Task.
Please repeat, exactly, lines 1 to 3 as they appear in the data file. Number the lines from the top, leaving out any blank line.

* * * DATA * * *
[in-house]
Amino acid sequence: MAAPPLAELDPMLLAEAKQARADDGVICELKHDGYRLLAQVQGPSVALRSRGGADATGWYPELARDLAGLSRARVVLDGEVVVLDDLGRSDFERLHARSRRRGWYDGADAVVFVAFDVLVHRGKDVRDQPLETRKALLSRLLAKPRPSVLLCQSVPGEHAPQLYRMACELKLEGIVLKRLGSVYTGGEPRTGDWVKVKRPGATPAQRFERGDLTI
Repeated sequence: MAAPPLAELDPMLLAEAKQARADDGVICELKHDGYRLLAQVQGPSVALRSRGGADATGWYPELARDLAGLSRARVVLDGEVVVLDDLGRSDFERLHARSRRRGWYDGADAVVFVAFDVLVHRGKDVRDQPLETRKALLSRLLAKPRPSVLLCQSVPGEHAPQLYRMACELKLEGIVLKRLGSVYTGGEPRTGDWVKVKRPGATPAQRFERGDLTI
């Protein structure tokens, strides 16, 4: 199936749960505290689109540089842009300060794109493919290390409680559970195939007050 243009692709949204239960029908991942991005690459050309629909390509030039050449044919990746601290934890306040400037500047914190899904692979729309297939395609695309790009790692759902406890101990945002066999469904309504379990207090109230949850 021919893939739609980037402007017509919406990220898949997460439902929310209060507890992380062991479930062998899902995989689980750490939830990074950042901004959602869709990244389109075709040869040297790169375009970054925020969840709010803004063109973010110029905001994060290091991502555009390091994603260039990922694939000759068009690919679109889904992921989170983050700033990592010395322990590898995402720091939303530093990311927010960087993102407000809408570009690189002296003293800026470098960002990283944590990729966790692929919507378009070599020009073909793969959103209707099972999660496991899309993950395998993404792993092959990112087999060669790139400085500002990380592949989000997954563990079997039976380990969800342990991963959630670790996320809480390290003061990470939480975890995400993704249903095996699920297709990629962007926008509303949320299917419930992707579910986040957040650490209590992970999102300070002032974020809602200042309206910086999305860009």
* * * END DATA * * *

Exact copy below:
[in-house]
Amino acid sequence: MAAPPLAELDPMLLAEAKQARADDGVICELKHDGYRLLAQVQGPSVALRSRGGADATGWYPELARDLAGLSRARVVLDGEVVVLDDLGRSDFERLHARSRRRGWYDGADAVVFVAFDVLVHRGKDVRDQPLETRKALLSRLLAKPRPSVLLCQSVPGEHAPQLYRMACELKLEGIVLKRLGSVYTGGEPRTGDWVKVKRPGATPAQRFERGDLTI
Repeated sequence: MAAPPLAELDPMLLAEAKQARADDGVICELKHDGYRLLAQVQGPSVALRSRGGADATGWYPELARDLAGLSRARVVLDGEVVVLDDLGRSDFERLHARSRRRGWYDGADAVVFVAFDVLVHRGKDVRDQPLETRKALLSRLLAKPRPSVLLCQSVPGEHAPQLYRMACELKLEGIVLKRLGSVYTGGEPRTGDWVKVKRPGATPAQRFERGDLTI